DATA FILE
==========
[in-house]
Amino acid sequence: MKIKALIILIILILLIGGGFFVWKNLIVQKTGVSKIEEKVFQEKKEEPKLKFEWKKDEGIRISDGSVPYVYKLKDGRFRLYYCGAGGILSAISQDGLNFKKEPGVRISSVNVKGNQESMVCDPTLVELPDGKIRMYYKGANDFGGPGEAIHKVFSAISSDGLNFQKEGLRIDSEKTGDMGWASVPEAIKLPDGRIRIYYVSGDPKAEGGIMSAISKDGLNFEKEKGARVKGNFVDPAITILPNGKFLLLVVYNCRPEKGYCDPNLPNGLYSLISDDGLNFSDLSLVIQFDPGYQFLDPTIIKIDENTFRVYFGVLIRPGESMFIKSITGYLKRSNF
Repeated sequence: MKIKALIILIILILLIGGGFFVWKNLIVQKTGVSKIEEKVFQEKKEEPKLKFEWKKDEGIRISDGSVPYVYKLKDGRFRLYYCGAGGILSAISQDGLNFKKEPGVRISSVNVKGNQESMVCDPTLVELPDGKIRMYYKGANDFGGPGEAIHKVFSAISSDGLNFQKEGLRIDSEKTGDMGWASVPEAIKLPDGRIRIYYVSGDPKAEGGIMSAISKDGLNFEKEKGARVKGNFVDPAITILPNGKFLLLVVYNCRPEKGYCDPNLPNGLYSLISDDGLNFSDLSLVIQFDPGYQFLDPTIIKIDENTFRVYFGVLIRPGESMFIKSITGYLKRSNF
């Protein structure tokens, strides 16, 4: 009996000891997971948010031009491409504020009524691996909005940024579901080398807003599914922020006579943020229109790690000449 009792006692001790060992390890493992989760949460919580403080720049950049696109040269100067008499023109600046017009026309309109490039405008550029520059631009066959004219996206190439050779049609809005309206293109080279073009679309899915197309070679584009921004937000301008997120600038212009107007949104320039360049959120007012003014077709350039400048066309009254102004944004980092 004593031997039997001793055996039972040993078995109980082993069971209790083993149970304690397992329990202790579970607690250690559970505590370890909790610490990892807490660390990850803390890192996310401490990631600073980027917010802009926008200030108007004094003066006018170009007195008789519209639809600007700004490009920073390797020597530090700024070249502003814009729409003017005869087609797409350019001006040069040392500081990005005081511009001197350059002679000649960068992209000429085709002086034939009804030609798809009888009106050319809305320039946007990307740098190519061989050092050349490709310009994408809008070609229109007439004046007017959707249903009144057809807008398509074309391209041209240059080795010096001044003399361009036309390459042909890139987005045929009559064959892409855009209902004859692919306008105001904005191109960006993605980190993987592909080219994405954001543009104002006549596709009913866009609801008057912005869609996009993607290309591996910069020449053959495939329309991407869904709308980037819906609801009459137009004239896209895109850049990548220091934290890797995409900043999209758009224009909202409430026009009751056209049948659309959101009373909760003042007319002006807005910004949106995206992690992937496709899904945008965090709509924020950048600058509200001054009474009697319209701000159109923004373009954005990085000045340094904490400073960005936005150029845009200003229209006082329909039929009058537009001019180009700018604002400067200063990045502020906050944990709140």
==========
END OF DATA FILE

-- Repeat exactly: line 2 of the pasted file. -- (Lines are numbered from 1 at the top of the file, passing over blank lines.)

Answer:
Amino acid sequence: MKIKALIILIILILLIGGGFFVWKNLIVQKTGVSKIEEKVFQEKKEEPKLKFEWKKDEGIRISDGSVPYVYKLKDGRFRLYYCGAGGILSAISQDGLNFKKEPGVRISSVNVKGNQESMVCDPTLVELPDGKIRMYYKGANDFGGPGEAIHKVFSAISSDGLNFQKEGLRIDSEKTGDMGWASVPEAIKLPDGRIRIYYVSGDPKAEGGIMSAISKDGLNFEKEKGARVKGNFVDPAITILPNGKFLLLVVYNCRPEKGYCDPNLPNGLYSLISDDGLNFSDLSLVIQFDPGYQFLDPTIIKIDENTFRVYFGVLIRPGESMFIKSITGYLKRSNF